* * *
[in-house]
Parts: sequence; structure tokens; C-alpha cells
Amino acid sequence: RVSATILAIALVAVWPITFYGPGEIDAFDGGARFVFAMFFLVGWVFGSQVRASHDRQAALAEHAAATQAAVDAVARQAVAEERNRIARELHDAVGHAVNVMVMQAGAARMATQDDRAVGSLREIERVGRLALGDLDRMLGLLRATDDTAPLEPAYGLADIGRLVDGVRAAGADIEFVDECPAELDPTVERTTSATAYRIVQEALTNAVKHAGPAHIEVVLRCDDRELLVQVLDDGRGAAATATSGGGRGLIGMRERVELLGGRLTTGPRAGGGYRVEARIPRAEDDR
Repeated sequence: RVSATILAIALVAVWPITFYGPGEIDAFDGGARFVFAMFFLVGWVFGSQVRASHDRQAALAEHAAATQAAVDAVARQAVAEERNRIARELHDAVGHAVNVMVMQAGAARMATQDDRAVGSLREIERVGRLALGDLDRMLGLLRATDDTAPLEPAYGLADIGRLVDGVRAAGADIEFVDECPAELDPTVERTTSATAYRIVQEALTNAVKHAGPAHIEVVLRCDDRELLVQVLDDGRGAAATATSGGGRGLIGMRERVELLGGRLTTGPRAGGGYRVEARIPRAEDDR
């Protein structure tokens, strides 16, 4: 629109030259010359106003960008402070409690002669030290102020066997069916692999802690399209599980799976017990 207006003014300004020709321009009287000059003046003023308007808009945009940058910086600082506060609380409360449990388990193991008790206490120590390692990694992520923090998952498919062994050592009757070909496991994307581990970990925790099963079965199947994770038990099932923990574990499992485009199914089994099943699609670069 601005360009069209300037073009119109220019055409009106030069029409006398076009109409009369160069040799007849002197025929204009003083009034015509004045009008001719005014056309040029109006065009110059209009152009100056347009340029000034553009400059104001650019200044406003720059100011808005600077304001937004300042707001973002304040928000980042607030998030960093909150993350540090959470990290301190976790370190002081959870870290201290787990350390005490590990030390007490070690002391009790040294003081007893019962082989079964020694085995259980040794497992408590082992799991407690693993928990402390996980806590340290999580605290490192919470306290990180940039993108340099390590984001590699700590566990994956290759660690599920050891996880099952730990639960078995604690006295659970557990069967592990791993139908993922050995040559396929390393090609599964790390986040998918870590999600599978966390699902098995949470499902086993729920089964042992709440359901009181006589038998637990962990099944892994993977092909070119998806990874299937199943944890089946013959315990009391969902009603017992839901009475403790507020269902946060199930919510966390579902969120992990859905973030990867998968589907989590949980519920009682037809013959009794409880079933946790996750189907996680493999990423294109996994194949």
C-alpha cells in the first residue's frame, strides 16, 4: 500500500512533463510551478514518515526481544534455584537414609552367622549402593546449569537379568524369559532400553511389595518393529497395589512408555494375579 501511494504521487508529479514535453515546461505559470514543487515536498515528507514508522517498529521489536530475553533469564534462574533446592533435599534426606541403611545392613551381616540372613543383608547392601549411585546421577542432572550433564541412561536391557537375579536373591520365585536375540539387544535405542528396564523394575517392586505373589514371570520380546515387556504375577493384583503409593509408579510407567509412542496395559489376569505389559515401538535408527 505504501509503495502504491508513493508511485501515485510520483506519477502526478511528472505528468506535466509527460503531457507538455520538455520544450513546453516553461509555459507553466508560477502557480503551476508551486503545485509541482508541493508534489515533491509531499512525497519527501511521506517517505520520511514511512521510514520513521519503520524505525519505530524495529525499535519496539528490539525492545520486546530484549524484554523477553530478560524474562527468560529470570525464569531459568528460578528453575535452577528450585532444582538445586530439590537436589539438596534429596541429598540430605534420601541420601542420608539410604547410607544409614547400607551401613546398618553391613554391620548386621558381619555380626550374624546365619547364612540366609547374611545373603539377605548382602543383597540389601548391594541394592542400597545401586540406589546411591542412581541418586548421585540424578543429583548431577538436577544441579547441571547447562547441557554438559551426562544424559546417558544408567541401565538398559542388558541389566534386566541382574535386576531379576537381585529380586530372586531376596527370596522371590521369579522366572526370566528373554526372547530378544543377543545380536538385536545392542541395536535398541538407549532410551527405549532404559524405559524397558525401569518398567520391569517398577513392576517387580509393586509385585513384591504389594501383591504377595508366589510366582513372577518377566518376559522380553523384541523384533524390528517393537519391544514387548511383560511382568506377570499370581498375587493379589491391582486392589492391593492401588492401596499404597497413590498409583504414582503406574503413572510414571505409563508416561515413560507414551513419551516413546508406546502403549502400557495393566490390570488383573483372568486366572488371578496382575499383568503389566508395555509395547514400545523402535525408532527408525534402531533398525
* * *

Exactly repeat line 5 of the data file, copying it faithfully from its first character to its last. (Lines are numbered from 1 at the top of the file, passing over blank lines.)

């Protein structure tokens, strides 16, 4: 629109030259010359106003960008402070409690002669030290102020066997069916692999802690399209599980799976017990 207006003014300004020709321009009287000059003046003023308007808009945009940058910086600082506060609380409360449990388990193991008790206490120590390692990694992520923090998952498919062994050592009757070909496991994307581990970990925790099963079965199947994770038990099932923990574990499992485009199914089994099943699609670069 601005360009069209300037073009119109220019055409009106030069029409006398076009109409009369160069040799007849002197025929204009003083009034015509004045009008001719005014056309040029109006065009110059209009152009100056347009340029000034553009400059104001650019200044406003720059100011808005600077304001937004300042707001973002304040928000980042607030998030960093909150993350540090959470990290301190976790370190002081959870870290201290787990350390005490590990030390007490070690002391009790040294003081007893019962082989079964020694085995259980040794497992408590082992799991407690693993928990402390996980806590340290999580605290490192919470306290990180940039993108340099390590984001590699700590566990994956290759660690599920050891996880099952730990639960078995604690006295659970557990069967592990791993139908993922050995040559396929390393090609599964790390986040998918870590999600599978966390699902098995949470499902086993729920089964042992709440359901009181006589038998637990962990099944892994993977092909070119998806990874299937199943944890089946013959315990009391969902009603017992839901009475403790507020269902946060199930919510966390579902969120992990859905973030990867998968589907989590949980519920009682037809013959009794409880079933946790996750189907996680493999990423294109996994194949």